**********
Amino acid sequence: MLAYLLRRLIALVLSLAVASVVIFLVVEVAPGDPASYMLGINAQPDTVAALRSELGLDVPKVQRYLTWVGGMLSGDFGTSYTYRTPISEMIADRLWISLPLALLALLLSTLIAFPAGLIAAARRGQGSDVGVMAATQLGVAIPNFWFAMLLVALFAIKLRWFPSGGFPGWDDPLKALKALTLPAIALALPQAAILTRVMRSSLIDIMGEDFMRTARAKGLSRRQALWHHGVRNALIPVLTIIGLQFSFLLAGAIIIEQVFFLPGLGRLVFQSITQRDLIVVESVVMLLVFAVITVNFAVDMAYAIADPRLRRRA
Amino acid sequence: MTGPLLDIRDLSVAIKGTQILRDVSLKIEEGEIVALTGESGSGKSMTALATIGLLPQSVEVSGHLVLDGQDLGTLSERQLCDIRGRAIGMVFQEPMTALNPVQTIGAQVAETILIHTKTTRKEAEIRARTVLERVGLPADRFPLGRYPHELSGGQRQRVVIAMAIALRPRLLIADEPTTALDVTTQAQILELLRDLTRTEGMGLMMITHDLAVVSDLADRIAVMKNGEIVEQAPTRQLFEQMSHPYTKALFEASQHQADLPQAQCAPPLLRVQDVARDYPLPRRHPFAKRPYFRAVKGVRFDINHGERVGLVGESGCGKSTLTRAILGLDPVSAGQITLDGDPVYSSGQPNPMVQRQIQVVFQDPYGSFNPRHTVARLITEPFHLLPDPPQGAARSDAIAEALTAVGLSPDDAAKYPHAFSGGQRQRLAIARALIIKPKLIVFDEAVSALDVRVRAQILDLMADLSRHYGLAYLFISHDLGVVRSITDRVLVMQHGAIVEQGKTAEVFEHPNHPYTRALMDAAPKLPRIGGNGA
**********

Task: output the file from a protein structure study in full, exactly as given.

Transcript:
Amino acid sequence: MLAYLLRRLIALVLSLAVASVVIFLVVEVAPGDPASYMLGINAQPDTVAALRSELGLDVPKVQRYLTWVGGMLSGDFGTSYTYRTPISEMIADRLWISLPLALLALLLSTLIAFPAGLIAAARRGQGSDVGVMAATQLGVAIPNFWFAMLLVALFAIKLRWFPSGGFPGWDDPLKALKALTLPAIALALPQAAILTRVMRSSLIDIMGEDFMRTARAKGLSRRQALWHHGVRNALIPVLTIIGLQFSFLLAGAIIIEQVFFLPGLGRLVFQSITQRDLIVVESVVMLLVFAVITVNFAVDMAYAIADPRLRRRA
Amino acid sequence: MTGPLLDIRDLSVAIKGTQILRDVSLKIEEGEIVALTGESGSGKSMTALATIGLLPQSVEVSGHLVLDGQDLGTLSERQLCDIRGRAIGMVFQEPMTALNPVQTIGAQVAETILIHTKTTRKEAEIRARTVLERVGLPADRFPLGRYPHELSGGQRQRVVIAMAIALRPRLLIADEPTTALDVTTQAQILELLRDLTRTEGMGLMMITHDLAVVSDLADRIAVMKNGEIVEQAPTRQLFEQMSHPYTKALFEASQHQADLPQAQCAPPLLRVQDVARDYPLPRRHPFAKRPYFRAVKGVRFDINHGERVGLVGESGCGKSTLTRAILGLDPVSAGQITLDGDPVYSSGQPNPMVQRQIQVVFQDPYGSFNPRHTVARLITEPFHLLPDPPQGAARSDAIAEALTAVGLSPDDAAKYPHAFSGGQRQRLAIARALIIKPKLIVFDEAVSALDVRVRAQILDLMADLSRHYGLAYLFISHDLGVVRSITDRVLVMQHGAIVEQGKTAEVFEHPNHPYTRALMDAAPKLPRIGGNGA